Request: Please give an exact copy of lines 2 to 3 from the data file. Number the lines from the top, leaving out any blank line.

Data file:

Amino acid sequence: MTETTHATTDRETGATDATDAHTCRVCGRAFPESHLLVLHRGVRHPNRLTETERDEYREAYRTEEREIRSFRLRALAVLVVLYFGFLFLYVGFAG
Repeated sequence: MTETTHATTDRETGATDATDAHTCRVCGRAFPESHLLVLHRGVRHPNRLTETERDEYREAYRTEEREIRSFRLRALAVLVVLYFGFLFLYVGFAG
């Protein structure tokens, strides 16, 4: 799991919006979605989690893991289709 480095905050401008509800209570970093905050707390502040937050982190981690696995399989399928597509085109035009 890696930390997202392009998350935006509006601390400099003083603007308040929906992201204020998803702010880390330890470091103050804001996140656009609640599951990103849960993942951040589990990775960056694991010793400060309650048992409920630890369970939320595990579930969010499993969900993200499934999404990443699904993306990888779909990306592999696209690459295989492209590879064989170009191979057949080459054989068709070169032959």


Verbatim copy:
Repeated sequence: MTETTHATTDRETGATDATDAHTCRVCGRAFPESHLLVLHRGVRHPNRLTETERDEYREAYRTEEREIRSFRLRALAVLVVLYFGFLFLYVGFAG
């Protein structure tokens, strides 16, 4: 799991919006979605989690893991289709 480095905050401008509800209570970093905050707390502040937050982190981690696995399989399928597509085109035009 890696930390997202392009998350935006509006601390400099003083603007308040929906992201204020998803702010880390330890470091103050804001996140656009609640599951990103849960993942951040589990990775960056694991010793400060309650048992409920630890369970939320595990579930969010499993969900993200499934999404990443699904993306990888779909990306592999696209690459295989492209590879064989170009191979057949080459054989068709070169032959």